Letters to the Editor - Jan. 17

January 17, 2012

Donoghue’s actions disappointing but not surprising

To the editor:

I was disappointed but not surprised to see that champion of the working man, Democratic Del. John Donoghue, recently held a meeting to drum up support to raise gas prices in Maryland. In true Maryland Democratic Party style, he has arrogantly threatened to withhold funding from any group that opposes him. Yes, even with gas prices near historic highs, the Maryland Democrats see no problem with raising taxes. After all, money for their local projects will surely help with their re-election.

Do these people realize the working folks they claim to look out for are often faced with long commutes to work and are paying over $300 a month to fill their tanks? That’s right, Mr. Donoghue, we have to drive back home every night; we don’t have a nice place to spend the night at taxpayers’ expense.  Might I mention we also pay for our own meals, too.

It has been said before but always seems to fall on deaf ears: Maryland does not have a revenue problem, it has a spending problem.

I will conclude with a few facts that should outrage any Maryland taxpayer. The State of Maryland, with a land mass of 7,500 square miles and 5.7 million residents, has a $34 billion budget. The State of Pennsylvania, with a land mass of 45,000 square miles and 13 million residents, has a $27 billion dollar budget.

The career politicians put us in this spot. Why do we keep re-electing them?  

Donald Hineman

What is desired goal of obesity prevention program?

To the editor:

I find it interesting that the southern conservative states that talk most about state’s rights also tend to have strong feelings about how individuals should conduct their lives and that the state has the right to interfere in the lives of people whom it considers unacceptable.

It seems the State of Georgia has decided that fat people are so unacceptable that, for their own good, they must be turned into thin people. According to the Atlanta Journal-Constitution, Children’s Healthcare of Atlanta started running an aggressive ad to raise awareness of what childhood obesity actually looks like, and what it means for kids.

Using tools such as television commercials and billboards late this year, the campaign has offered stark black-and-white images of overweight children sharing bold and often uncomfortable messages. In one, a child named Bobby sadly asks his obese mother, “Mom, why am I fat?” His mother simply sighs heavily and the commercial fades out.

It intrigues me that one of the arguments in favor of making fat people thin is that fat people get teased a lot and have more trouble getting jobs. It could be argued that the teasing and the discrimination should be stopped. No one argues anymore, as far as I know, that black people could use hair straighteners, skin lighteners and any other products or procedures that would make them look more like the dominant population of the United States.

At the very minimum, there should be some evidence that the money spent on this program will produce the desired result which, I assume, is thin children. It is quite possible that the money spent on this program will do nothing, or cause thin children to feel justified in even more teasing of fat children, and/or cause fat children to withdraw even more from social interaction and stay closer to books, games and food.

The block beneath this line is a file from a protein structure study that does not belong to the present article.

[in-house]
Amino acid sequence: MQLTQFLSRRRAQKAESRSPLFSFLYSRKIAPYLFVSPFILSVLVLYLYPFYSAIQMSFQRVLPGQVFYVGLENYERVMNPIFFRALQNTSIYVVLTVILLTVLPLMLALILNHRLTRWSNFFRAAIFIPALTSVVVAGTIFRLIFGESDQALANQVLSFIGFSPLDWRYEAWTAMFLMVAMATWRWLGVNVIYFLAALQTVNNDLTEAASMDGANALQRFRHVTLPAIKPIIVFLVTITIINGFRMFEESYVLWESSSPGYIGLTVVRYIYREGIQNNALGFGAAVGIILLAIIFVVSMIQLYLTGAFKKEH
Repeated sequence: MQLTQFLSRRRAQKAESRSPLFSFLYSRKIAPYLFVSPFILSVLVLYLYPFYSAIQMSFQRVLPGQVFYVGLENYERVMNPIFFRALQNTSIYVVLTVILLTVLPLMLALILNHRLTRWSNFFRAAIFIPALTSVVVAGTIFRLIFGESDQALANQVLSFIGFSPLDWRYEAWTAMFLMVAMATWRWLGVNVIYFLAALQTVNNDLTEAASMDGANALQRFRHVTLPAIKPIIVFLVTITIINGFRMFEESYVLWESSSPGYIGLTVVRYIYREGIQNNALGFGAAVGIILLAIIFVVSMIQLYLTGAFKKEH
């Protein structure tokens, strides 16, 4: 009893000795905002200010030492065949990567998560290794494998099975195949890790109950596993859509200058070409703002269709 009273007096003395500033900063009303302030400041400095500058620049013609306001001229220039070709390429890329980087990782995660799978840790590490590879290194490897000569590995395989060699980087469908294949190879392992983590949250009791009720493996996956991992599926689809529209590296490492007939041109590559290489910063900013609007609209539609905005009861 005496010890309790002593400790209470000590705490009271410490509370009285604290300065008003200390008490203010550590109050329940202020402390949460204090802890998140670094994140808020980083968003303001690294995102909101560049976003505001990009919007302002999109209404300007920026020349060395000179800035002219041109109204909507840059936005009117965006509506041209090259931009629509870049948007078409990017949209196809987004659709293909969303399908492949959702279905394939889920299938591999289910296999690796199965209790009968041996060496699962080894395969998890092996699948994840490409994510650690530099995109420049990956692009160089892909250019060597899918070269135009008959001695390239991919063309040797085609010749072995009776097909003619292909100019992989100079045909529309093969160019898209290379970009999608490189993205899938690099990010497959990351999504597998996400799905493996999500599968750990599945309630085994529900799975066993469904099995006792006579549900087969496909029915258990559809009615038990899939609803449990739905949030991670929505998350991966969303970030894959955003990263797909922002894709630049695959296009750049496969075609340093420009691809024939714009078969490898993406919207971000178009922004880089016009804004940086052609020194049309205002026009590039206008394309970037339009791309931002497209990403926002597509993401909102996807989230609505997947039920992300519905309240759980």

Russell Williams

Tax structure continues to be a problem

To the editor:

Many stories have been written about our insane income tax methods. In the Sunday Washington Post, there is one in the business section titled “What’s the difference? A better tax break.” This story points out in great detail the tax breaks available to the very rich and the business community, not even considering the breaks that are available to other segments of society in America.

Our tax structure is so complicated that even the experts at times are at a loss to get it right. Just as one example, an individual earned $58.4 million over a period of five years and his maximum tax rate during that period was 20 percent. Families earning less than $100,000 per year averaged paying about 35 percent for taxes.

Billionaire Warren Buffett stated that many of his employees pay higher rates on taxes than he pays. This sounds like a broken record, but I can’t let it go. It is time for our highly educated financial and tax people to get their heads together and simplify our tax structure to a value-added or sales tax.

Just the expense alone of the federal employees of the I.R.S. is staggering. We should still have an income tax division, however much simpler and less expensive. It would be a pleasure if candidates wishing to become elected to our office of president would dwell somewhat on the tax problem. 

Tom Wilhelm

Letter regarding deficit was on the mark

To the editor:

I’m 72, done a lot, seen a lot, heard a lot, but seldom have I read a letter more direct and to the point than the letter by Mr. Stryker about the deficit. I’m sure his view (outside mainstream media) is shared by many.

Knowing the facts and being able to do something about them is another matter. This bought-and-paid-for, incompetent president has insulated himself so well with various buffoons in strategic positions that there is absolutely no chance for rational economic change until he, Reid and Pelosi are gone.

Unfortunately, that won’t happen as long as Soros, Moore and the unions have giga-dollars.

C.R. Suggs

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